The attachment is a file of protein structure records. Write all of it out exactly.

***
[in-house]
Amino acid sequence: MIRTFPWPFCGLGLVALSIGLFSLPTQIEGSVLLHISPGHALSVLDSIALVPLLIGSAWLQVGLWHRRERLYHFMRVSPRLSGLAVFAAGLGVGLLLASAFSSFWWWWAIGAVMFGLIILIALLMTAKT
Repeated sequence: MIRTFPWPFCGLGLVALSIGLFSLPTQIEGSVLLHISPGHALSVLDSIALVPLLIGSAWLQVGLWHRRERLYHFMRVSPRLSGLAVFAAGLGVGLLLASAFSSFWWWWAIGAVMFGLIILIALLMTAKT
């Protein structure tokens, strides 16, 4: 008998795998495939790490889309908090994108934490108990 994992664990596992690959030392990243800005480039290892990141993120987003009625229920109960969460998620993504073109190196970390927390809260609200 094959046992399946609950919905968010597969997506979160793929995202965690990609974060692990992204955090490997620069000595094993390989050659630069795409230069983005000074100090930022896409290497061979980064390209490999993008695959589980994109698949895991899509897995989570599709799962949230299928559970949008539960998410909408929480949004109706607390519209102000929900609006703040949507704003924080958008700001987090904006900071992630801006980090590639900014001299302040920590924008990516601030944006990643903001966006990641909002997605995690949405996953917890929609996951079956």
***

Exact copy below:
[in-house]
Amino acid sequence: MIRTFPWPFCGLGLVALSIGLFSLPTQIEGSVLLHISPGHALSVLDSIALVPLLIGSAWLQVGLWHRRERLYHFMRVSPRLSGLAVFAAGLGVGLLLASAFSSFWWWWAIGAVMFGLIILIALLMTAKT
Repeated sequence: MIRTFPWPFCGLGLVALSIGLFSLPTQIEGSVLLHISPGHALSVLDSIALVPLLIGSAWLQVGLWHRRERLYHFMRVSPRLSGLAVFAAGLGVGLLLASAFSSFWWWWAIGAVMFGLIILIALLMTAKT
């Protein structure tokens, strides 16, 4: 008998795998495939790490889309908090994108934490108990 994992664990596992690959030392990243800005480039290892990141993120987003009625229920109960969460998620993504073109190196970390927390809260609200 094959046992399946609950919905968010597969997506979160793929995202965690990609974060692990992204955090490997620069000595094993390989050659630069795409230069983005000074100090930022896409290497061979980064390209490999993008695959589980994109698949895991899509897995989570599709799962949230299928559970949008539960998410909408929480949004109706607390519209102000929900609006703040949507704003924080958008700001987090904006900071992630801006980090590639900014001299302040920590924008990516601030944006990643903001966006990641909002997605995690949405996953917890929609996951079956």